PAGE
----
(David Denby, author of Great Books: My Adventures with Homer, Rousseau, Woolf, and Other Indestructible Writers of the Western World)

Customer Reviews

4.7 out of 5 stars
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It seems to me that this anthology is one which most critics of literature would definitely want to have in their library.
Shalom Freedman
Theory's Empire is a very important addition to the doorstop-level anthologies dealing with what-in the humanities and soft social sciences-is broadly termed "theory."
Richard B. Schwartz
If you don't want to put in the effort to engage with their ideas and change the way you think, then that's ok, but it will be your loss.
Ec45ryT

Most Helpful Customer Reviews

35 of 39 people found the following review helpful By Richard B. Schwartz TOP 1000 REVIEWERVINE VOICE on August 31, 2005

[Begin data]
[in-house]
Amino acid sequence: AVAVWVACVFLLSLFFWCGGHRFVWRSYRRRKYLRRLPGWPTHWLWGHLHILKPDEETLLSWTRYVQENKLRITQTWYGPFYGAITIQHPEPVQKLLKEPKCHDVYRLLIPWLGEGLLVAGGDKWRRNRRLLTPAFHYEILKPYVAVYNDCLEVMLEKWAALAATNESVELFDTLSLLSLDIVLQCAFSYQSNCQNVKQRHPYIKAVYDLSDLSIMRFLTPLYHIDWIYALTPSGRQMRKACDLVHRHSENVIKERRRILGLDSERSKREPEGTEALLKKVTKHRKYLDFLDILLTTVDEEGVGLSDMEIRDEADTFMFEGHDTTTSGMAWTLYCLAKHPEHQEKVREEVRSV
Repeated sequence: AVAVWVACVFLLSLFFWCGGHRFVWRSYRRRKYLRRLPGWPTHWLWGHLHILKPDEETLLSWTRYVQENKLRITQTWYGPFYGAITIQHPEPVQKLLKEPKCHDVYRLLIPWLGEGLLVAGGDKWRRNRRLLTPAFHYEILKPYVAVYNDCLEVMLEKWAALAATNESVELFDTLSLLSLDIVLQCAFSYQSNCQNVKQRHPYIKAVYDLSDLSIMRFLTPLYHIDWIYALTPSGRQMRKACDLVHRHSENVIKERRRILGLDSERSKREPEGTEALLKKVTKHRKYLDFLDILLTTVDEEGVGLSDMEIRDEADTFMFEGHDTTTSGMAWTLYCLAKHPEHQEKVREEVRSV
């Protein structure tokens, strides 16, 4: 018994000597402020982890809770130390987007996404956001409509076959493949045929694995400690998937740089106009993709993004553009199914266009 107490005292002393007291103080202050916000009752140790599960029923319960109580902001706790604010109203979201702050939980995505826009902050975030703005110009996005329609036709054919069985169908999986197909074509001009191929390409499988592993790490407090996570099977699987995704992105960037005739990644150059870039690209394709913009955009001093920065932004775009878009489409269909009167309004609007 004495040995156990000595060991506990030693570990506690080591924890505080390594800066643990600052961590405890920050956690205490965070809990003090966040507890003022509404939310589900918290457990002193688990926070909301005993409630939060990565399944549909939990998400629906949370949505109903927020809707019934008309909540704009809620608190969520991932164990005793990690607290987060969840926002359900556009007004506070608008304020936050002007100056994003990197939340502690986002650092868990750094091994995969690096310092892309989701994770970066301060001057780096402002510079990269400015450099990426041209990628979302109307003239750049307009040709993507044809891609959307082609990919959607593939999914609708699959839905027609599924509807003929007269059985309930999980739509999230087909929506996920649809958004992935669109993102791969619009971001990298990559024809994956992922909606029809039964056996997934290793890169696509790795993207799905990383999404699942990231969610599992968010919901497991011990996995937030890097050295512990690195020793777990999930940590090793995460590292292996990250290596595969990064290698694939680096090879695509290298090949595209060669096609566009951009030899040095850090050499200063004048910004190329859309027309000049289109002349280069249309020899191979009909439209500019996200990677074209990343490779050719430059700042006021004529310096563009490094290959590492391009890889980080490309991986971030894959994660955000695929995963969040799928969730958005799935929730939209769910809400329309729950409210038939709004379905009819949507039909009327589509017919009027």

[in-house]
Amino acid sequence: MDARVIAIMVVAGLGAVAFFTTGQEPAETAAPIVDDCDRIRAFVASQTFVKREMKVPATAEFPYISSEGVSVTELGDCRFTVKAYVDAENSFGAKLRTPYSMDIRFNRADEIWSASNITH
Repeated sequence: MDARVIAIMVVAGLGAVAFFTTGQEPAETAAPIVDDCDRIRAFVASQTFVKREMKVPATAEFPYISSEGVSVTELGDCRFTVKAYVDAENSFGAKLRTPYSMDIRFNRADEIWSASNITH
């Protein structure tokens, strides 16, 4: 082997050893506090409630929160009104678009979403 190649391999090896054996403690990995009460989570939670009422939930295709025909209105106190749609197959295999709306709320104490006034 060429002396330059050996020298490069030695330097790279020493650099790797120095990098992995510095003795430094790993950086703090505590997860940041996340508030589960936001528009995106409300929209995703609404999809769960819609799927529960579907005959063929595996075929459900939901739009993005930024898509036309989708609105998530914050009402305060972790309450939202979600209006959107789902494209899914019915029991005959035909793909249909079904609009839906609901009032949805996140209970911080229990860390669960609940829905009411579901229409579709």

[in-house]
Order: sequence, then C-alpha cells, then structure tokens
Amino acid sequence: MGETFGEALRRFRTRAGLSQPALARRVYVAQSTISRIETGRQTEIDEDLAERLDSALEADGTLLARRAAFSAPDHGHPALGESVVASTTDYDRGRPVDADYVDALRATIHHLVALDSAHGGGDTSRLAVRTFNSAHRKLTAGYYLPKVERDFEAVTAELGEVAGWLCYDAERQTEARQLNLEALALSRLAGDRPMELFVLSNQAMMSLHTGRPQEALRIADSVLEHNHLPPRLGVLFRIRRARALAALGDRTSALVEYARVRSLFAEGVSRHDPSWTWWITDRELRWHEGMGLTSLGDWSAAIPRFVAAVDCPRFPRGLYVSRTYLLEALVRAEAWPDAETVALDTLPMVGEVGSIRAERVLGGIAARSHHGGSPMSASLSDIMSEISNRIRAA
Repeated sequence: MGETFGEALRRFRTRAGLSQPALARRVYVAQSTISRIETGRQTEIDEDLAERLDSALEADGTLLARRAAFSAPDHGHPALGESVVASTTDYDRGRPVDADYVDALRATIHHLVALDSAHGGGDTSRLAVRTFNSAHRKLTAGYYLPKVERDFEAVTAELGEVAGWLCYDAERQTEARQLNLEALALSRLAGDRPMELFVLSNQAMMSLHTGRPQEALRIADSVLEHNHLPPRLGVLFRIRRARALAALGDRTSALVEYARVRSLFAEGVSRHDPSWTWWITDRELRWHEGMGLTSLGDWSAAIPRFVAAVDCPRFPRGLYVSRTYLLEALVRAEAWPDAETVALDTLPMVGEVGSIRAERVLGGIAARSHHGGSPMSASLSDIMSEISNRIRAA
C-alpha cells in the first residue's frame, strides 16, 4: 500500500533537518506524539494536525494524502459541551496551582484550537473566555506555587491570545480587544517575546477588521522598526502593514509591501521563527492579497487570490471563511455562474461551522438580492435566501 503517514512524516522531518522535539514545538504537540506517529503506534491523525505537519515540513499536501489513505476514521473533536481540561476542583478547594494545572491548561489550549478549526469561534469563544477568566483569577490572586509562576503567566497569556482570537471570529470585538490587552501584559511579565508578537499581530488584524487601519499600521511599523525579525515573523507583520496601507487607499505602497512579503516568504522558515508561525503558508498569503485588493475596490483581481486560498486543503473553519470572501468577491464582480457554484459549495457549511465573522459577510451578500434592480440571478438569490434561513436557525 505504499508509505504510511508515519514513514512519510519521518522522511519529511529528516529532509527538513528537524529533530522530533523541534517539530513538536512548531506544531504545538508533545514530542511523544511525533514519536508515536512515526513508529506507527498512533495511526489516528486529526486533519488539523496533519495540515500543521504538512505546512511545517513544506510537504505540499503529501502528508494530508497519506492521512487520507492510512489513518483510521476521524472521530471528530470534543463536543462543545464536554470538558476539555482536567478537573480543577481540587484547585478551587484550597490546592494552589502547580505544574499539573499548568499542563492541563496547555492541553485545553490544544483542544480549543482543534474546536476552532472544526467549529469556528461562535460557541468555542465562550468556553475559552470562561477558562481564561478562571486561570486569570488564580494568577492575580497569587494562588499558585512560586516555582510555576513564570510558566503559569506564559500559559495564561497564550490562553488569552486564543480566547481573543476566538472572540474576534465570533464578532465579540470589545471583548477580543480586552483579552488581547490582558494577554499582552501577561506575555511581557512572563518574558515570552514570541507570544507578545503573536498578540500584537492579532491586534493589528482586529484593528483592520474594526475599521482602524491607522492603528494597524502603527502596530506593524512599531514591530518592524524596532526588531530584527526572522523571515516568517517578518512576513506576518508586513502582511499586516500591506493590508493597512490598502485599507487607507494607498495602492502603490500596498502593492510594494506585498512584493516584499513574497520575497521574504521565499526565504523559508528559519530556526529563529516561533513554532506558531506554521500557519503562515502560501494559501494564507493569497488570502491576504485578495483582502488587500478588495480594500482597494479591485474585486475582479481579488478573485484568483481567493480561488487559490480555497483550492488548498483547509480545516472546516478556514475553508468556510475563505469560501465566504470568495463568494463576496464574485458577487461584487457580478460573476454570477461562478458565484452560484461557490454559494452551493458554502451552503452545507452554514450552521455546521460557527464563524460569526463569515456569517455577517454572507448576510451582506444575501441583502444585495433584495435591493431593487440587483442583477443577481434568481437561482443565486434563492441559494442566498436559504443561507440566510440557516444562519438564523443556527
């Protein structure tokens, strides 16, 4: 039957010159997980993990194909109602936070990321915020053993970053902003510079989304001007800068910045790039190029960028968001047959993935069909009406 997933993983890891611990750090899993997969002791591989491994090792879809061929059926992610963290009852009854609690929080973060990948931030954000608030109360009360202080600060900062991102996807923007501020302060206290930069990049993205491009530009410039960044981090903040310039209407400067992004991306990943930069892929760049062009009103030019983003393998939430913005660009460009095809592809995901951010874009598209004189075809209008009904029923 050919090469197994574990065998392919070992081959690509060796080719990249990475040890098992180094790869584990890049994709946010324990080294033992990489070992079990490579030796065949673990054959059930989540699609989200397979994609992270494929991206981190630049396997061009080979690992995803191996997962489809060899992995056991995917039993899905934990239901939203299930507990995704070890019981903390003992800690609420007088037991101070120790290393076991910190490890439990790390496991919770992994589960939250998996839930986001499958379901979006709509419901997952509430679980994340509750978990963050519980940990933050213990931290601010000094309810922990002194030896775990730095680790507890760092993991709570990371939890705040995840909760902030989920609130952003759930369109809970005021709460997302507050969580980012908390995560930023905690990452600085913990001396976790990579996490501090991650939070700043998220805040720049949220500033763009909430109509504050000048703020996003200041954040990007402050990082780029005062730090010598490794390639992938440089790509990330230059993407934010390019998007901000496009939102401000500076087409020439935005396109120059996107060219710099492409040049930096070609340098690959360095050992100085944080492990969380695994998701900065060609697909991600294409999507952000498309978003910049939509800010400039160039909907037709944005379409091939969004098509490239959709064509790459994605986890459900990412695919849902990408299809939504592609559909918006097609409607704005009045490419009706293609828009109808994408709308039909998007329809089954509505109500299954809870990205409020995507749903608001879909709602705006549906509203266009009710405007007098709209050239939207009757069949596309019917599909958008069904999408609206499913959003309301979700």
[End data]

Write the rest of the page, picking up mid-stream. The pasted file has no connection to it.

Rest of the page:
Format: Paperback Verified Purchase
Theory's Empire is a very important addition to the doorstop-level anthologies dealing with what-in the humanities and soft social sciences-is broadly termed "theory." Subtitled "an anthology of dissent" its editors seek to challenge the conclusions and highlight the shortcomings of a collection of -isms currently practiced within the academy.

The high water mark of Theory is now in the past but this anthology is still very much welcome since there is still life left in the dying dragon and-as in the conclusion of the first book of the Faerie Queene-the young need to be warned to keep a prudent distance lest they be harmed by the beast or the 'dragonettes, his fruitfull seede' that may still linger in some hidden nest within the dragon's womb.